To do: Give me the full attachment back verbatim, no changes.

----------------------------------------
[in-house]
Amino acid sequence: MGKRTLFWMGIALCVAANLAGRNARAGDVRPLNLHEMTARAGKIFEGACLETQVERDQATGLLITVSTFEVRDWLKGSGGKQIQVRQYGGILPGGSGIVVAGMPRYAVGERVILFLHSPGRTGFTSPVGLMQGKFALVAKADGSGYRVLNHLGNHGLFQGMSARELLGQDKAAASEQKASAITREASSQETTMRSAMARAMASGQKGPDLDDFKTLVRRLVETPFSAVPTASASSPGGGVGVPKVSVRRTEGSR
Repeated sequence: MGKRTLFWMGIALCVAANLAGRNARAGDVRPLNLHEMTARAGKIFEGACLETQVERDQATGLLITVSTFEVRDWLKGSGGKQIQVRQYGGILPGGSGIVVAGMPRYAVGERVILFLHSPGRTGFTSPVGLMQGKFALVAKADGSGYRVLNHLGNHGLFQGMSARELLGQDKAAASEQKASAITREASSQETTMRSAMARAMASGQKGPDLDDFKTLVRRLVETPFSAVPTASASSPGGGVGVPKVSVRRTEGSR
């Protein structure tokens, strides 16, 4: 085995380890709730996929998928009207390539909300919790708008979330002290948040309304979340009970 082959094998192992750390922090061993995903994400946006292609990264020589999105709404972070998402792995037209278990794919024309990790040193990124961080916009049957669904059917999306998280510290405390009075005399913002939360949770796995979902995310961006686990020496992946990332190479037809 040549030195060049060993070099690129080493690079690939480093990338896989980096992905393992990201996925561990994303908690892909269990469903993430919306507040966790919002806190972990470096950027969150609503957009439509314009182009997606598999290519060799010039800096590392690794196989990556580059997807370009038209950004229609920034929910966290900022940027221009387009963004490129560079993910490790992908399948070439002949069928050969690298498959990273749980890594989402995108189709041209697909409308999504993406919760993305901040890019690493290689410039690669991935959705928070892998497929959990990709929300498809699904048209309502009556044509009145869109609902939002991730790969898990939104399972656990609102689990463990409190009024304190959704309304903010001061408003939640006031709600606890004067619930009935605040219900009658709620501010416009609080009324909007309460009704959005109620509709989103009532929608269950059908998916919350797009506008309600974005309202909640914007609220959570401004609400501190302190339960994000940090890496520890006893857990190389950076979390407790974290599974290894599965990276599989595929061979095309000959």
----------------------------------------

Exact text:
[in-house]
Amino acid sequence: MGKRTLFWMGIALCVAANLAGRNARAGDVRPLNLHEMTARAGKIFEGACLETQVERDQATGLLITVSTFEVRDWLKGSGGKQIQVRQYGGILPGGSGIVVAGMPRYAVGERVILFLHSPGRTGFTSPVGLMQGKFALVAKADGSGYRVLNHLGNHGLFQGMSARELLGQDKAAASEQKASAITREASSQETTMRSAMARAMASGQKGPDLDDFKTLVRRLVETPFSAVPTASASSPGGGVGVPKVSVRRTEGSR
Repeated sequence: MGKRTLFWMGIALCVAANLAGRNARAGDVRPLNLHEMTARAGKIFEGACLETQVERDQATGLLITVSTFEVRDWLKGSGGKQIQVRQYGGILPGGSGIVVAGMPRYAVGERVILFLHSPGRTGFTSPVGLMQGKFALVAKADGSGYRVLNHLGNHGLFQGMSARELLGQDKAAASEQKASAITREASSQETTMRSAMARAMASGQKGPDLDDFKTLVRRLVETPFSAVPTASASSPGGGVGVPKVSVRRTEGSR
């Protein structure tokens, strides 16, 4: 085995380890709730996929998928009207390539909300919790708008979330002290948040309304979340009970 082959094998192992750390922090061993995903994400946006292609990264020589999105709404972070998402792995037209278990794919024309990790040193990124961080916009049957669904059917999306998280510290405390009075005399913002939360949770796995979902995310961006686990020496992946990332190479037809 040549030195060049060993070099690129080493690079690939480093990338896989980096992905393992990201996925561990994303908690892909269990469903993430919306507040966790919002806190972990470096950027969150609503957009439509314009182009997606598999290519060799010039800096590392690794196989990556580059997807370009038209950004229609920034929910966290900022940027221009387009963004490129560079993910490790992908399948070439002949069928050969690298498959990273749980890594989402995108189709041209697909409308999504993406919760993305901040890019690493290689410039690669991935959705928070892998497929959990990709929300498809699904048209309502009556044509009145869109609902939002991730790969898990939104399972656990609102689990463990409190009024304190959704309304903010001061408003939640006031709600606890004067619930009935605040219900009658709620501010416009609080009324909007309460009704959005109620509709989103009532929608269950059908998916919350797009506008309600974005309202909640914007609220959570401004609400501190302190339960994000940090890496520890006893857990190389950076979390407790974290599974290894599965990276599989595929061979095309000959």